He flew fighter jets in World War II, and now he's tackling a battle with kidney disease head-on.
Charles Everett, a 98 year old New Jersey father of two has become an inspiration to his daughter by maintaining his independence. He even administers his own dialysis treatments.
Everett was diagnosed with kidney disease and began dialysis three years ago. Initially, he received treatment for the disease the same way that most people do — at a clinic, three times a week for up to three hours per session.
As an active spirit, Everett was soon craving more independence and flexibility. He began working with Fresenius Kidney Care in Runnemede in order to find a way to both manage the disease and live the life he craved. Last September, he began administering his own treatments by hooking himself up to a dialysis machine that cleanses his blood of toxins while he sleeps.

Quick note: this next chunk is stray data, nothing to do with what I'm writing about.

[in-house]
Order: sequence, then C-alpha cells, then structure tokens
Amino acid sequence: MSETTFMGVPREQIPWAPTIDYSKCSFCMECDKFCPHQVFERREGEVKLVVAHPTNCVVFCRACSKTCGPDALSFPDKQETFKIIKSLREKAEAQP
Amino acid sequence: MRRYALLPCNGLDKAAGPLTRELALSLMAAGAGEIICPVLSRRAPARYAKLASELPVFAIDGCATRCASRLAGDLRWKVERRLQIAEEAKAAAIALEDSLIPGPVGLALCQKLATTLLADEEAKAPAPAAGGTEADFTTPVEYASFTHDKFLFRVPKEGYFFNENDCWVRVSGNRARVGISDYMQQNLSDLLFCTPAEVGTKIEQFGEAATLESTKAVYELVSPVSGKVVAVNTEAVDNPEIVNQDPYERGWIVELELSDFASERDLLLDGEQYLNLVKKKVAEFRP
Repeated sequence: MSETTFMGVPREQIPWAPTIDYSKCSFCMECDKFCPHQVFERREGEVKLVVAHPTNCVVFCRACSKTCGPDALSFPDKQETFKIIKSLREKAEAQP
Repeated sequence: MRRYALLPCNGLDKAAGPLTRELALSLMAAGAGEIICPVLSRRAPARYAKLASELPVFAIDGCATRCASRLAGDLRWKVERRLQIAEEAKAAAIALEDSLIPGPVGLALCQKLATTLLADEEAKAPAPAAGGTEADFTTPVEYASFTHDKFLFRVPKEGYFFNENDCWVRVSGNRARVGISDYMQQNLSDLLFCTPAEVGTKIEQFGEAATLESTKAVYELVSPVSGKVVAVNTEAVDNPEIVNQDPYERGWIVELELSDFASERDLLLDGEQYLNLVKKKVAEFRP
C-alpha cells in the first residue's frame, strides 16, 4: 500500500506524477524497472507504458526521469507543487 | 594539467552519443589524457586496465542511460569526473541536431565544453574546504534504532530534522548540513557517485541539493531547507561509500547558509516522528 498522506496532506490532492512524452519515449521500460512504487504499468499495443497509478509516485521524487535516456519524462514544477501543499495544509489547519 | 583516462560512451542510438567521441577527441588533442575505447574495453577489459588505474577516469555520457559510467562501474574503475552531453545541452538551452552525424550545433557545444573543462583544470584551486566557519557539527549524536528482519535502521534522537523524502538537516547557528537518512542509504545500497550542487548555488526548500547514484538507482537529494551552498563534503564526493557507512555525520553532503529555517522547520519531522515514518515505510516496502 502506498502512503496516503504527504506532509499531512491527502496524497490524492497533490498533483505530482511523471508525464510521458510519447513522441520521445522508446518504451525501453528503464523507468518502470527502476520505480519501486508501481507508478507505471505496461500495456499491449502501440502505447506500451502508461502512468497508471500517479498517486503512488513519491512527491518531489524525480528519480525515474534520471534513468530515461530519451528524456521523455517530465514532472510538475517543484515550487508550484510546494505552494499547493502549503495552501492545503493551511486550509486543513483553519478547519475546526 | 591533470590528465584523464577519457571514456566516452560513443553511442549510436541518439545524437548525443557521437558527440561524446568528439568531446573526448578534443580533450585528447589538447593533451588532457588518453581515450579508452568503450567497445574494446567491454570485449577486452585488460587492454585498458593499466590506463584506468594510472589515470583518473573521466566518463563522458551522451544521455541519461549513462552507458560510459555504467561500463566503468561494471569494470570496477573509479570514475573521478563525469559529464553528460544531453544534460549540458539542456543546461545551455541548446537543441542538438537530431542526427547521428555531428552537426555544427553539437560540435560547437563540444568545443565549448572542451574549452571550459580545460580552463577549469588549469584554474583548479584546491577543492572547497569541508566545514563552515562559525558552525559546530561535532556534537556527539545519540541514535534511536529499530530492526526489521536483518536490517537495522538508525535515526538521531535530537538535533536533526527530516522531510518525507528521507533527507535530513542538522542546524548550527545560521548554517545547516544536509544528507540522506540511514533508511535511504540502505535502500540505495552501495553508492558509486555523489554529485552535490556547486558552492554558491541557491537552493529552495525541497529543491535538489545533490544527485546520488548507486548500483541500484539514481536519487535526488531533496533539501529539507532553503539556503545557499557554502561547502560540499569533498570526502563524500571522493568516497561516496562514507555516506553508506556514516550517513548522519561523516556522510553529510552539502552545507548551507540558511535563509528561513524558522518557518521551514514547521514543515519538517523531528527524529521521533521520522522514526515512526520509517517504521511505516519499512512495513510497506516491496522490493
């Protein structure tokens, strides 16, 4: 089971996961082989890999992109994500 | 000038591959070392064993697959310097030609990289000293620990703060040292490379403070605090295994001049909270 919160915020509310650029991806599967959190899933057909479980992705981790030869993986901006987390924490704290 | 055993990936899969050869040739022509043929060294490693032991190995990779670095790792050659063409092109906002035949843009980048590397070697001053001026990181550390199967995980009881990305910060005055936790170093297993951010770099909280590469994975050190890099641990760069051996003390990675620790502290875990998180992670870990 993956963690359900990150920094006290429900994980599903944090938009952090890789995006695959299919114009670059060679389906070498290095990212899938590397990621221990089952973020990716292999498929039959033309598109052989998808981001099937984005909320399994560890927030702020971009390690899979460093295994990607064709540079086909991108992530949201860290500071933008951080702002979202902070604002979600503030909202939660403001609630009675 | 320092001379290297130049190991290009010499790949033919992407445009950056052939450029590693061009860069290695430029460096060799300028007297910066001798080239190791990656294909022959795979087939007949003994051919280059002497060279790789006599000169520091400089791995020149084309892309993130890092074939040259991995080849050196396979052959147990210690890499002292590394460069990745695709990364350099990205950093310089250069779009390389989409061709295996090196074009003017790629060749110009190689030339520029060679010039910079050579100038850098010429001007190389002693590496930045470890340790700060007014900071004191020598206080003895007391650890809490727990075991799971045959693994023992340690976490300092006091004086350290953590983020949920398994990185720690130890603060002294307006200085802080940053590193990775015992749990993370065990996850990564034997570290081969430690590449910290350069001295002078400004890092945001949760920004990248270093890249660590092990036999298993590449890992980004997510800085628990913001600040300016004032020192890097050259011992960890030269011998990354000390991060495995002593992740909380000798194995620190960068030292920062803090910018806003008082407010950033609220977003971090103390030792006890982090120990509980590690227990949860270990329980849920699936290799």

“I’m quite satisfied I can do it and it fits my lifestyle here well,” said Everett.
Everett’s daughter, Beth Everett, agrees that administering his own treatment is the right choice for her Dad.
“Dad’s independence is very important to him and I try to be respectful of that,” Beth Everett said.
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Everett developed his can-do attitude during his time serving as a fighter pilot in World War II. During the war, his plane was shot down in Germany. He was held as a prisoner of war and forced to march for an entire week.
“They had no place to put us,” Everett said. “It was the end of the war.”
Everett has passed down this attitude to his children.
“One of the phrases Dad always used to tell me is if you’re going to do a job, then you’re going to do the best job possible,” said Beth Everett.
Everett started a family after he came home. He and his wife had two children, a daughter and a son. His son moved to Tennessee, and his daughter has remained in the area. He says she is his best friend.
“She means everything to me. I completely depend on her.”
Beth echoed her father’s sentiments.
“It’s just a bond that unbreakable,” she said.